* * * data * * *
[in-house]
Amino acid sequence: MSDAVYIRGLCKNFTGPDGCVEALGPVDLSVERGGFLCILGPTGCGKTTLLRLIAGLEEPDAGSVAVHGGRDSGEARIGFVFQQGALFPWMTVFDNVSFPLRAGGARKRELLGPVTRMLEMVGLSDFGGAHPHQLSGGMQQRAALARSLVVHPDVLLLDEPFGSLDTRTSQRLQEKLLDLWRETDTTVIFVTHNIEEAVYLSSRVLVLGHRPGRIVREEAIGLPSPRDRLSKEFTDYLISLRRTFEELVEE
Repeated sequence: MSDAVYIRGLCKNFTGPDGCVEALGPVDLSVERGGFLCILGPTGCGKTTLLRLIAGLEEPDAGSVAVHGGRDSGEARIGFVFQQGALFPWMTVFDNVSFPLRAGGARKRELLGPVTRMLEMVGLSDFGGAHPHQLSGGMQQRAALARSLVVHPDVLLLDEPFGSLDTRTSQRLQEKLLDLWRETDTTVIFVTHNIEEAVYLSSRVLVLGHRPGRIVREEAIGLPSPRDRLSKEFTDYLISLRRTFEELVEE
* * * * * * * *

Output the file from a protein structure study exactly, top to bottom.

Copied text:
[in-house]
Amino acid sequence: MSDAVYIRGLCKNFTGPDGCVEALGPVDLSVERGGFLCILGPTGCGKTTLLRLIAGLEEPDAGSVAVHGGRDSGEARIGFVFQQGALFPWMTVFDNVSFPLRAGGARKRELLGPVTRMLEMVGLSDFGGAHPHQLSGGMQQRAALARSLVVHPDVLLLDEPFGSLDTRTSQRLQEKLLDLWRETDTTVIFVTHNIEEAVYLSSRVLVLGHRPGRIVREEAIGLPSPRDRLSKEFTDYLISLRRTFEELVEE
Repeated sequence: MSDAVYIRGLCKNFTGPDGCVEALGPVDLSVERGGFLCILGPTGCGKTTLLRLIAGLEEPDAGSVAVHGGRDSGEARIGFVFQQGALFPWMTVFDNVSFPLRAGGARKRELLGPVTRMLEMVGLSDFGGAHPHQLSGGMQQRAALARSLVVHPDVLLLDEPFGSLDTRTSQRLQEKLLDLWRETDTTVIFVTHNIEEAVYLSSRVLVLGHRPGRIVREEAIGLPSPRDRLSKEFTDYLISLRRTFEELVEE